As for strategy, Taylor approaches all 24-hour races in the same manner. "I always tell me teammates that if you're running around and you get stuck behind someone it's better to lose ten second getting by him than trying to pass him because you think your lap-time average went off and end up in the pit lane. The crucial thing is to keep on the lead lap and to keep the car in good condition. And on Sunday morning, if you've been able to do that you should be in a position to start pushing a little. But you have to get through the beginning and through the night before you can start doing that."
The SunTrust squad is not the only the team with a new car for the race. The No. 58 Brumos team will also debut a new Fabcar chassis, which seems to have drastically improved the team's on-track performance.
"We have a completely new chassis," said David Donohue, who will share the car in the race with Maassen, Darren Law, and Ted Christopher. "It's a lot easier to say what's the same than what's new. The car is on weight, which is a first for us in the past two years. We've been running overweight. The structure is much better - it's stiffer and the mass is lower in the car. These are all things that had to happen and now we have the things that everyone else has."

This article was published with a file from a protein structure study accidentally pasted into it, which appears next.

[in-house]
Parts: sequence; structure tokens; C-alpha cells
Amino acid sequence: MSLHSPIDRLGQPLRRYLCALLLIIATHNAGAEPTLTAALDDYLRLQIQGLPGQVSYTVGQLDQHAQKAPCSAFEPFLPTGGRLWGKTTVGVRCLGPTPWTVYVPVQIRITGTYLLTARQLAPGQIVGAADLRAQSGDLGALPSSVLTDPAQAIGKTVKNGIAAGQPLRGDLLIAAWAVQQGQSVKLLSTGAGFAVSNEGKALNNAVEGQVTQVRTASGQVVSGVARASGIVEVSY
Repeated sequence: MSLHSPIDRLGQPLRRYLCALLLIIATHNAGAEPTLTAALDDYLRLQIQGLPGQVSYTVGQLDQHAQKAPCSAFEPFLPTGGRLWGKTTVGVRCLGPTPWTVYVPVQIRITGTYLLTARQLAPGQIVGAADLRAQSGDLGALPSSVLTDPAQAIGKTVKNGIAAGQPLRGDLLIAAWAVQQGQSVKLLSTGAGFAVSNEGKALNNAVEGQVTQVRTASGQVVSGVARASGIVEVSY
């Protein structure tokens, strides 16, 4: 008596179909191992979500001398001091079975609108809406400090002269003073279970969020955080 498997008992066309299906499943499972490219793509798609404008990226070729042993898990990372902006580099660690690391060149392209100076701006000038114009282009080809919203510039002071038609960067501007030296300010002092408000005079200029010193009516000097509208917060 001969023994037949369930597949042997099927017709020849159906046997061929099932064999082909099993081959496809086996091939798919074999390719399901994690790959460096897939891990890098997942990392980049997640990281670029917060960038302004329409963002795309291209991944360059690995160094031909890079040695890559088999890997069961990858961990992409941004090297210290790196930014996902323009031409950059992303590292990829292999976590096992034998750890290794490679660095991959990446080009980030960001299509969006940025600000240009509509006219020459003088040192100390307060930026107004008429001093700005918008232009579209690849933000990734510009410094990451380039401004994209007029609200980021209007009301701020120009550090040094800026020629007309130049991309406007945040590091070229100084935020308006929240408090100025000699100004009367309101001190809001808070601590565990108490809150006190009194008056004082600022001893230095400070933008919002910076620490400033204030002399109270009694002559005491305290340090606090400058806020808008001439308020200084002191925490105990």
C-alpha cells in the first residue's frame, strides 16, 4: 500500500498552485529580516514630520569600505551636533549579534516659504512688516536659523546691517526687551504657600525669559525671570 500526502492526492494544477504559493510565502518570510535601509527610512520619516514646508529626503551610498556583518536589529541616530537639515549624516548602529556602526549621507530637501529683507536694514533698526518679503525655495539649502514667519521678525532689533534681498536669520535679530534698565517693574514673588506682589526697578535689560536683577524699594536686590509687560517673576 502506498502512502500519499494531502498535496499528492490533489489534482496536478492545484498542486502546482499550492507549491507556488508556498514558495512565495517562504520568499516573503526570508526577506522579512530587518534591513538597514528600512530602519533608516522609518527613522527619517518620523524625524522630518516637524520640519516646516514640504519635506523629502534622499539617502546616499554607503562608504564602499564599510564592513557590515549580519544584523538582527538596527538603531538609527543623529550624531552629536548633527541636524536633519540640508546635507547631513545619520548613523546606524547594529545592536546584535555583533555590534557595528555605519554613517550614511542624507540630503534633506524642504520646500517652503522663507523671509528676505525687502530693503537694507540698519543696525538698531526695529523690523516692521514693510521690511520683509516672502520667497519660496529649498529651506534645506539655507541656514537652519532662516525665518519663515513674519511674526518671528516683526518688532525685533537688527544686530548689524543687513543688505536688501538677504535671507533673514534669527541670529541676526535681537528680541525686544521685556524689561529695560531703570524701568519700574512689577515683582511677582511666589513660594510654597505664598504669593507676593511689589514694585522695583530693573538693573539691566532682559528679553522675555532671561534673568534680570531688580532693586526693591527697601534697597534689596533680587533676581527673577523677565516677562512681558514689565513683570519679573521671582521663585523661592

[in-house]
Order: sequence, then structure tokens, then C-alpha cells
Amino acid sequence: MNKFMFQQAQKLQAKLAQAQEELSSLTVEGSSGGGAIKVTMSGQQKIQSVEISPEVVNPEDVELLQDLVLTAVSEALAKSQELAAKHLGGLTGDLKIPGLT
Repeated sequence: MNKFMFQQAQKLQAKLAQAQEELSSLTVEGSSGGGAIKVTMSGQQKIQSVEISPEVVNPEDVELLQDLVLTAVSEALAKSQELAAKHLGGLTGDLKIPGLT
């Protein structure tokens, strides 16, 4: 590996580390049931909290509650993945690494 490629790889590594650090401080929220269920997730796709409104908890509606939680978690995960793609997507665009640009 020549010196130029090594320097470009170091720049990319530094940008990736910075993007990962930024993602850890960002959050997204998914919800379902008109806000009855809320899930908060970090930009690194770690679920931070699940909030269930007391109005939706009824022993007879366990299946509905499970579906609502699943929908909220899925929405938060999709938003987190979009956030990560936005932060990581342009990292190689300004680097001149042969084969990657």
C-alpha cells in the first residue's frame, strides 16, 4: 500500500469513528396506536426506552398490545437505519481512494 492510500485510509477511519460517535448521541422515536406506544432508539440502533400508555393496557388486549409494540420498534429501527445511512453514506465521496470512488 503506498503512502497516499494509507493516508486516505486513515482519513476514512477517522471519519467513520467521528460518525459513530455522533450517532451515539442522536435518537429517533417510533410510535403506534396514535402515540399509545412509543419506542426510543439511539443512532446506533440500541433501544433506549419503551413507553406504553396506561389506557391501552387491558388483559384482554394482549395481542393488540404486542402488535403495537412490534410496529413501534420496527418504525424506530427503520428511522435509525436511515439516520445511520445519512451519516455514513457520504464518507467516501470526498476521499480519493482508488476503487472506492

"We've just been able to finally to put it all together," he admitted. "It has been more than a year in the making. It's a credit to Fabcar and Brumos. The car just goes faster. We're higher on the grid sheets. It's a little more rewarding. Darren and I have been working so hard the past two years. Everyone once in a while we would make a mistake and we would look like idiots. But it has been such hard work behind the wheel to keep the car reasonably competitive, all for not to some degree until now. The effort that's gone on behind the scenes that no one will ever see is really paying off now."
With all of the improvements, Donohue is cautiously optimistic for the race. "I think we need to focus on the car's preparation and the team's preparation. The guys are pretty pumped now. It's been a long time since they've been on top of the time sheets. That pays dividends like you wouldn't believe in the morale department. You just notice things. The fit and finish gets better. The cleanliness gets better. All of these little esoteric things just start to improve. You can't do that by telling the guys to do them. It just kind of happens in that scenario. All of that is really good."